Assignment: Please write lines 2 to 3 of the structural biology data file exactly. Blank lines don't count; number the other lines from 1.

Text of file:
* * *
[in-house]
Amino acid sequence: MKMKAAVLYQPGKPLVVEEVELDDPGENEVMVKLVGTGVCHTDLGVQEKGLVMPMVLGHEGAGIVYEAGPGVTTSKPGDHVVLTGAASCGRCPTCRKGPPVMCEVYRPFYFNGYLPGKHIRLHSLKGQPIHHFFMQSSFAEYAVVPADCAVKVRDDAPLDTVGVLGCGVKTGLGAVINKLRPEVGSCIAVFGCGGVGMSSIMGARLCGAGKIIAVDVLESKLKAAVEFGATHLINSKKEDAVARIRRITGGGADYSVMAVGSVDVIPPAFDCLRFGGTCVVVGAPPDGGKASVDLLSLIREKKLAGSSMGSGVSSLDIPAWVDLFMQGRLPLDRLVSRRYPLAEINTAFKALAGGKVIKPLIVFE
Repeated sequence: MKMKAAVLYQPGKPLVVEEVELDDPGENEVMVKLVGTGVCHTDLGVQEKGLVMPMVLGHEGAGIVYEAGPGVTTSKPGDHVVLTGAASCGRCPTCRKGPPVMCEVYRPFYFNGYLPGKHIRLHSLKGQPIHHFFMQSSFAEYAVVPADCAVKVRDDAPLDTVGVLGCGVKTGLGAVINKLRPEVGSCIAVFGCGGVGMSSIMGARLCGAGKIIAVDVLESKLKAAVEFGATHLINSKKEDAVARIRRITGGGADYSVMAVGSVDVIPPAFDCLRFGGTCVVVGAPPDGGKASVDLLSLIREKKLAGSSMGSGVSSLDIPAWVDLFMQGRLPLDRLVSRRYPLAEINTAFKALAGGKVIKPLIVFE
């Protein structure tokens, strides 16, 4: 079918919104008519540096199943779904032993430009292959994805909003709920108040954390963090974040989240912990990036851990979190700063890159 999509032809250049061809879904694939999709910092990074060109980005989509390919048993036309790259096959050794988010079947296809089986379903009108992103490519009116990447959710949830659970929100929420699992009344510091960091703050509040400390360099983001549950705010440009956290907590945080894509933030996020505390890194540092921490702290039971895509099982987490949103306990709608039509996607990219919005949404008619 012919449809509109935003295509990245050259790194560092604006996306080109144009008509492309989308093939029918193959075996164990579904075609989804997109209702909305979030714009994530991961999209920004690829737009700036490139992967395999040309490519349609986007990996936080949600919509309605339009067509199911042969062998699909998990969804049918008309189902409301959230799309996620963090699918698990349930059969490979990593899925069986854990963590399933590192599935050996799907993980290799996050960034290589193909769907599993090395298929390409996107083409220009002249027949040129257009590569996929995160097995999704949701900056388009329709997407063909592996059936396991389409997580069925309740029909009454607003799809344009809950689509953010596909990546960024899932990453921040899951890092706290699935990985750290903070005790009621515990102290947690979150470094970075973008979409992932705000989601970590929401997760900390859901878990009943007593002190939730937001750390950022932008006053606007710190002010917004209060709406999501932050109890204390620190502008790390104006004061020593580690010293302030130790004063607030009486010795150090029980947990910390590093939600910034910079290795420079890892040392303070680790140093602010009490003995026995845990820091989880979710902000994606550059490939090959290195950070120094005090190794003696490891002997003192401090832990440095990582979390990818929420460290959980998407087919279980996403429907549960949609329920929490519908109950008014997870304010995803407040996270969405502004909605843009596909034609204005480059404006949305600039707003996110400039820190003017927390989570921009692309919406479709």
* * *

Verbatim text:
Amino acid sequence: MKMKAAVLYQPGKPLVVEEVELDDPGENEVMVKLVGTGVCHTDLGVQEKGLVMPMVLGHEGAGIVYEAGPGVTTSKPGDHVVLTGAASCGRCPTCRKGPPVMCEVYRPFYFNGYLPGKHIRLHSLKGQPIHHFFMQSSFAEYAVVPADCAVKVRDDAPLDTVGVLGCGVKTGLGAVINKLRPEVGSCIAVFGCGGVGMSSIMGARLCGAGKIIAVDVLESKLKAAVEFGATHLINSKKEDAVARIRRITGGGADYSVMAVGSVDVIPPAFDCLRFGGTCVVVGAPPDGGKASVDLLSLIREKKLAGSSMGSGVSSLDIPAWVDLFMQGRLPLDRLVSRRYPLAEINTAFKALAGGKVIKPLIVFE
Repeated sequence: MKMKAAVLYQPGKPLVVEEVELDDPGENEVMVKLVGTGVCHTDLGVQEKGLVMPMVLGHEGAGIVYEAGPGVTTSKPGDHVVLTGAASCGRCPTCRKGPPVMCEVYRPFYFNGYLPGKHIRLHSLKGQPIHHFFMQSSFAEYAVVPADCAVKVRDDAPLDTVGVLGCGVKTGLGAVINKLRPEVGSCIAVFGCGGVGMSSIMGARLCGAGKIIAVDVLESKLKAAVEFGATHLINSKKEDAVARIRRITGGGADYSVMAVGSVDVIPPAFDCLRFGGTCVVVGAPPDGGKASVDLLSLIREKKLAGSSMGSGVSSLDIPAWVDLFMQGRLPLDRLVSRRYPLAEINTAFKALAGGKVIKPLIVFE